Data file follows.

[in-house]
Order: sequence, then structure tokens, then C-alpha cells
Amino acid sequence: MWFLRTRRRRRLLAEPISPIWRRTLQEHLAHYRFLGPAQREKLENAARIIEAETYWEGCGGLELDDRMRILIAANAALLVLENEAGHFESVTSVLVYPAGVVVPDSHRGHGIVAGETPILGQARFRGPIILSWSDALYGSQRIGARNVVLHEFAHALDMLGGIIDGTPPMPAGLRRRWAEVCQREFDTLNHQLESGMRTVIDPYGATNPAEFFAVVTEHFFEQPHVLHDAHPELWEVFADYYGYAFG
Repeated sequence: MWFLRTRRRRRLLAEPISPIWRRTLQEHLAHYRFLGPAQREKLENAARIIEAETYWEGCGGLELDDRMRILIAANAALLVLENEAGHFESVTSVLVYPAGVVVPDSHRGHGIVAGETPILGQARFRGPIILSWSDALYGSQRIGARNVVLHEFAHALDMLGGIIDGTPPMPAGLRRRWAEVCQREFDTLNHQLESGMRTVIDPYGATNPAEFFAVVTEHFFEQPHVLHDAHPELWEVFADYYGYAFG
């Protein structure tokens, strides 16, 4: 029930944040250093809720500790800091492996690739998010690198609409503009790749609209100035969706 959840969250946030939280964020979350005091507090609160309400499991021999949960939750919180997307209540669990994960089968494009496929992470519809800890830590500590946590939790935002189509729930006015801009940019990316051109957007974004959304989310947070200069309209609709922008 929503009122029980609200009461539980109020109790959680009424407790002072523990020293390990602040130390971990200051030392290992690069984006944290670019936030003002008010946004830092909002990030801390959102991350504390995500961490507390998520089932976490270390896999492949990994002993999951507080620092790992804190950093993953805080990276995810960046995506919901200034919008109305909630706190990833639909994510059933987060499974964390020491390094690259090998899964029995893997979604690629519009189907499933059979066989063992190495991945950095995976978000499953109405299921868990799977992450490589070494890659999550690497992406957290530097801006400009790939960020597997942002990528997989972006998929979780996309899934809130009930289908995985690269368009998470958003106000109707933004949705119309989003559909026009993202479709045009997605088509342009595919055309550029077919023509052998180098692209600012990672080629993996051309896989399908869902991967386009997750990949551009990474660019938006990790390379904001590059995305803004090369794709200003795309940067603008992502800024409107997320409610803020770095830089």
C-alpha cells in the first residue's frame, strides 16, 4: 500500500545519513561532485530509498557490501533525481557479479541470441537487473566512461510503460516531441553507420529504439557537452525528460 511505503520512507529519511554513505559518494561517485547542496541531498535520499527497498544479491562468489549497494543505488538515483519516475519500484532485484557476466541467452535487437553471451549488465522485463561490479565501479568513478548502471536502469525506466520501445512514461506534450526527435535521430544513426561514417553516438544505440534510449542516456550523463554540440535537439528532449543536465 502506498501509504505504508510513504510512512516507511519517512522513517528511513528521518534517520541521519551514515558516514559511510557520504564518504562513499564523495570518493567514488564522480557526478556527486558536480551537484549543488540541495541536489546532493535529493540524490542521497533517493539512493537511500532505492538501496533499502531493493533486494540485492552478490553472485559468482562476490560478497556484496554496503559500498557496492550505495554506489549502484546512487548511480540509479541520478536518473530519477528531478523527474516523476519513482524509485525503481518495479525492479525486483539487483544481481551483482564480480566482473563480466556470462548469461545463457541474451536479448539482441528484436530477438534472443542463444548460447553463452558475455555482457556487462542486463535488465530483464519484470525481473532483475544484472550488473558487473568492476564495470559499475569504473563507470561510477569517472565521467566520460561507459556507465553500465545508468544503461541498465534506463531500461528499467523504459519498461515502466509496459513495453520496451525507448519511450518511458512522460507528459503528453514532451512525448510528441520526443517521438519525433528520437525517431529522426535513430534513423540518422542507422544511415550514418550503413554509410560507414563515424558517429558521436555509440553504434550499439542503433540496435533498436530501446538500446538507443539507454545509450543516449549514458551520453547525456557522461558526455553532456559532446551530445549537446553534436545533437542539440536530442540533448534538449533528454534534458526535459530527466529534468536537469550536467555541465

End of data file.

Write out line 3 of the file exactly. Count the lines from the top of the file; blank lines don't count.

Amino acid sequence: MWFLRTRRRRRLLAEPISPIWRRTLQEHLAHYRFLGPAQREKLENAARIIEAETYWEGCGGLELDDRMRILIAANAALLVLENEAGHFESVTSVLVYPAGVVVPDSHRGHGIVAGETPILGQARFRGPIILSWSDALYGSQRIGARNVVLHEFAHALDMLGGIIDGTPPMPAGLRRRWAEVCQREFDTLNHQLESGMRTVIDPYGATNPAEFFAVVTEHFFEQPHVLHDAHPELWEVFADYYGYAFG